In British Somaliland a fighting retreat was being conducted in the face of the superior forces of the invading Italians, who had crossed the border on 3rd August.
A stand was made at the Tug Argan Gap on 11th August where the 27 year old acting Captain Wilson deployed his Somaliland Camel Corps machine gun sections. He was wounded by artillery fire that killed some of those around him but continued to lead resistance from the position. He never received orders that were issued to withdraw on the 13th. He was finally knocked unconscious by an assault on the position on the 15th August. His citation reads:
The KING has been pleased to approve of the award of The Victoria Cross to: – Lieutenant (acting Captain) Eric Charles Twelves Wilson, The East Surrey Regiment (attached Somaliland Camel Corps).
For most conspicuous gallantry on active service in Somaliland. Captain Wilson was in command of machine-gun posts manned by Somali soldiers in the key position of Observation Hill, a defended post in the defensive organisation of the Tug Argan Gap in British Somaliland. The enemy attacked Observation Hill on August 11th, 1940. Captain Wilson and Somali gunners under his command beat off the attack and opened fire on the enemy troops attacking Mill Hill, another post within his range.
He inflicted such heavy casualties that the enemy, determined to put his guns out of action, brought up a pack battery to within seven hundred yards, and scored two direct hits through the loopholes of his defences, which, bursting within the post, wounded Captain Wilson severely in the right shoulder and in the left eye, several of his team also being wounded. His guns were blown off their stands but he repaired and replaced them and, regardless of his wounds, carried on, whilst his Somali sergeant was killed beside him.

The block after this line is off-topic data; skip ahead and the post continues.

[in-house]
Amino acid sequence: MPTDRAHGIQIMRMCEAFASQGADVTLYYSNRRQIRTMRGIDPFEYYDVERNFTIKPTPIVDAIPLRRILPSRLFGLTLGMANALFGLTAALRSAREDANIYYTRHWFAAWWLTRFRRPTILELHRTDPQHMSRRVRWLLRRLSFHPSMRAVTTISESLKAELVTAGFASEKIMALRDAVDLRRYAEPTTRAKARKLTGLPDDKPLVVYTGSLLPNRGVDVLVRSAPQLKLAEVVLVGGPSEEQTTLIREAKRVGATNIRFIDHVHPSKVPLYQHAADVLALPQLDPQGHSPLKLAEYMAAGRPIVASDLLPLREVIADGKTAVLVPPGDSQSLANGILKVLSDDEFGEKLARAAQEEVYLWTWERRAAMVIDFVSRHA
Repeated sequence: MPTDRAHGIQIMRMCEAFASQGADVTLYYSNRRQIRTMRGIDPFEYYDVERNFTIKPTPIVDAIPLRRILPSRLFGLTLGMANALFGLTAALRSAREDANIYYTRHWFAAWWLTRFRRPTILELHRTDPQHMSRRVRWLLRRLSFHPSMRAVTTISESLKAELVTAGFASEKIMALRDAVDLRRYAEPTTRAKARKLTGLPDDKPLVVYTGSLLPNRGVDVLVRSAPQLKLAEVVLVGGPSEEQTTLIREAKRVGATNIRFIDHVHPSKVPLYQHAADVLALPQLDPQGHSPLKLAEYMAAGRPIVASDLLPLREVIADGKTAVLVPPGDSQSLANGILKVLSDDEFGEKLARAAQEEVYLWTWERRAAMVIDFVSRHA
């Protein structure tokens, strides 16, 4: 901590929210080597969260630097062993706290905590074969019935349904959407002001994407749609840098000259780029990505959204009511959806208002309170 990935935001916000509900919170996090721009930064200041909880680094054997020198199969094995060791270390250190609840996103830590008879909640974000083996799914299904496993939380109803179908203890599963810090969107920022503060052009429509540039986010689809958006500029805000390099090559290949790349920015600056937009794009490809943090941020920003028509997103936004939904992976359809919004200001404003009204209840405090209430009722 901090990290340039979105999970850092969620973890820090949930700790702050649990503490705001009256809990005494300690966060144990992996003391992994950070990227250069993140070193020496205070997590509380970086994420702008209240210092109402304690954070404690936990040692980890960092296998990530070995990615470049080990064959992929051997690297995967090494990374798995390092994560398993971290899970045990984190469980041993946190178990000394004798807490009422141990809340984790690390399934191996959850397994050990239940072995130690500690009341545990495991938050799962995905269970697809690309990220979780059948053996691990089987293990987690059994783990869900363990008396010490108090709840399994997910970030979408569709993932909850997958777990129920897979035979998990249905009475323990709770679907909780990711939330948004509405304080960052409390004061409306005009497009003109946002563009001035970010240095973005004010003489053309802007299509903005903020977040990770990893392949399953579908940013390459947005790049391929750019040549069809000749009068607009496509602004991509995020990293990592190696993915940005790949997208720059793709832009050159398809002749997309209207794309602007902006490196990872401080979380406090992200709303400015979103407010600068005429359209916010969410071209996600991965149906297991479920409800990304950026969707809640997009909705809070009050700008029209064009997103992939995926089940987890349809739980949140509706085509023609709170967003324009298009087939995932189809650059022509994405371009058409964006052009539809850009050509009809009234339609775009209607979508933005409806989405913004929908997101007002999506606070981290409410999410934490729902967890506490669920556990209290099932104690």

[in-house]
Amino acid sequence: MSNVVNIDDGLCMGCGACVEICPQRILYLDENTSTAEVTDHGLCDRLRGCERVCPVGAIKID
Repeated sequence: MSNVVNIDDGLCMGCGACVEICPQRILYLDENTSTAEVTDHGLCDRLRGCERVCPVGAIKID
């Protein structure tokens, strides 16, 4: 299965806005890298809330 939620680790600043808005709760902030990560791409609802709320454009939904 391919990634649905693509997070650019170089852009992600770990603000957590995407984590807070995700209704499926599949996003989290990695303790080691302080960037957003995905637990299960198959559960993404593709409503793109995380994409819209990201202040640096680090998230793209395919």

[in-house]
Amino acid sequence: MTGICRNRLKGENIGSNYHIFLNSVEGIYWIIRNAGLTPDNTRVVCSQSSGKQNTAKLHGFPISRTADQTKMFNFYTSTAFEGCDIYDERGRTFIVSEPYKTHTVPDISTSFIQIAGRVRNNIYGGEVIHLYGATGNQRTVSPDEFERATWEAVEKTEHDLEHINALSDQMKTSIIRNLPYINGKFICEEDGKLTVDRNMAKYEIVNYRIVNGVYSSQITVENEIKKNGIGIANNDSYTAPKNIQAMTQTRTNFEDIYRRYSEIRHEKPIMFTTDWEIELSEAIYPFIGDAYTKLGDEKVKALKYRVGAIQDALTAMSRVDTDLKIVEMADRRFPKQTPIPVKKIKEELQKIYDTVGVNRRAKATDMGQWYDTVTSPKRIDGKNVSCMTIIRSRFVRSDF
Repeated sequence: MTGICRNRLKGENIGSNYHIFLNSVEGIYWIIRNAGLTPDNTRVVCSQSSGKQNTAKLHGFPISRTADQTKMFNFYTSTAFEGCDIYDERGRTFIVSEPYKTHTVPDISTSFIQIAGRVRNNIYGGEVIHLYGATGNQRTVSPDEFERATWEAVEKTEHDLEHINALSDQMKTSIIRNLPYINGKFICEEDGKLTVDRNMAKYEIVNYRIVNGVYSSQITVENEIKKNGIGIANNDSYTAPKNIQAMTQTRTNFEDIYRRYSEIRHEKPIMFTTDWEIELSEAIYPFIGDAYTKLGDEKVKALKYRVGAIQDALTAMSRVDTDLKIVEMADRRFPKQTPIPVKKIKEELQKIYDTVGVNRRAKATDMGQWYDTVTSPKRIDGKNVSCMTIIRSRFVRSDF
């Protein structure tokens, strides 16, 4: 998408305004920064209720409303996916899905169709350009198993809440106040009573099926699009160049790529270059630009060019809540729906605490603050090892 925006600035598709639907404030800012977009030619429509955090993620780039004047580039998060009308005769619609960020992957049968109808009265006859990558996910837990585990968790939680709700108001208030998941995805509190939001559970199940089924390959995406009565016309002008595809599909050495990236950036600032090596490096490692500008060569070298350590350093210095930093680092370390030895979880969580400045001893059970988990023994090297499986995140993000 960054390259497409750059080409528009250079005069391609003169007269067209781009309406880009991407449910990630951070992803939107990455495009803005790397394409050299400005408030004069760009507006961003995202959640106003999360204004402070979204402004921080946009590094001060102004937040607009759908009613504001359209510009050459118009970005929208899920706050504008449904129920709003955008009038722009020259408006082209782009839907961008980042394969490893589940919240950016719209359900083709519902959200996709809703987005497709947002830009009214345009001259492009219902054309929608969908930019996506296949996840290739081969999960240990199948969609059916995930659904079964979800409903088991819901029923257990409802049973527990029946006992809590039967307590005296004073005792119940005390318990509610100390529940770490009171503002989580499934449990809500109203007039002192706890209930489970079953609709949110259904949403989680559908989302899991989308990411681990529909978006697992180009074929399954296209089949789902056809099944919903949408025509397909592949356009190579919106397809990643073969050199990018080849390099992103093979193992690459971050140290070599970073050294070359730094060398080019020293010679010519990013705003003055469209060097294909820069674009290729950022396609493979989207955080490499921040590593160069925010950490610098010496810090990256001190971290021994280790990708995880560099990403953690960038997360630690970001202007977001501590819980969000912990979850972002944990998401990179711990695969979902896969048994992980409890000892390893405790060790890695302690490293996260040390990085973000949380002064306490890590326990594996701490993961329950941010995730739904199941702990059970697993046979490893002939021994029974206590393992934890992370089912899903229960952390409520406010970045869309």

On August 12th and 14th the enemy again concentrated field artillery fire on Captain Wilson’s guns, but he continued, with his wounds attended, to man them. On August 15th two of his machine-gun posts were blown to pieces, yet Captain Wilson, now suffering from malaria in addition to wounds, still kept his own post in action. The enemy finally over-ran the post at 5 p.m. on the 15th August when Captain Wilson, fighting to the last, was killed.
The London Gazette: 14 OCTOBER, 1940
In fact Captain Wilson had survived, coming round amidst a pile of bodies he emerged to be taken prisoner. The British authorities were not made aware of his survival until he was liberated from a POW camp in 1941 and he did not receive his Victoria Cross from the King at Buckingham Palace until 1942. The publicity surrounding the award of the ‘posthumous VC’ convinced many people that he was dead and he was subsequently accused of being an imposter on at least one occasion.
Wilson went on to serve with the Long Range Desert Group and retired from the Army as a Lieutenant Colonel. He died in 2008, aged 96, following a career with the Colonial Service.
The 10th August saw thundery showers and poor visibility which brought a lull in the fighting over Britain, with just a few bomber attacks by the Luftwaffe. Around the south coast the Army continued its preparations for the anticipated German invasion.
At the Prime Minister’s country retreat, Chequers, Winston Churchill spent the weekend in discussions with a wide variety of different political and military figures, including De Gaulle.
His principal Private Secretary John Colville was keeping a fascinating diary of these deliberations at the heart of government, as well as Churchill’s private views on the course of the war.
Of the many issues facing Churchill that weekend the progress of (what would later become known as) the Battle of Britain was uppermost in his mind. He knew that much depended not only the RAF prevailing in the air battles – but that aircraft production had to be able to make good the losses they sustained:
Saturday, August 10th
In a telegram to the Prime Ministers of Australia and New Zealand, promising that we will abandon the Mediterranean and send our fleet eastwards in the event of Japan attacking Australia or N.Z., Winston has written: “If Hitler fails to invade and conquer Britain before the weather breaks he has received his first and probably fatal check.”
Later on, at lunch, Winston gave me his own views about war aims and the future. He said there was only one aim, to destroy Hitler. Let those who say they do not know what they are fighting for stop fighting and they will see. France is now discovering what she was fighting for.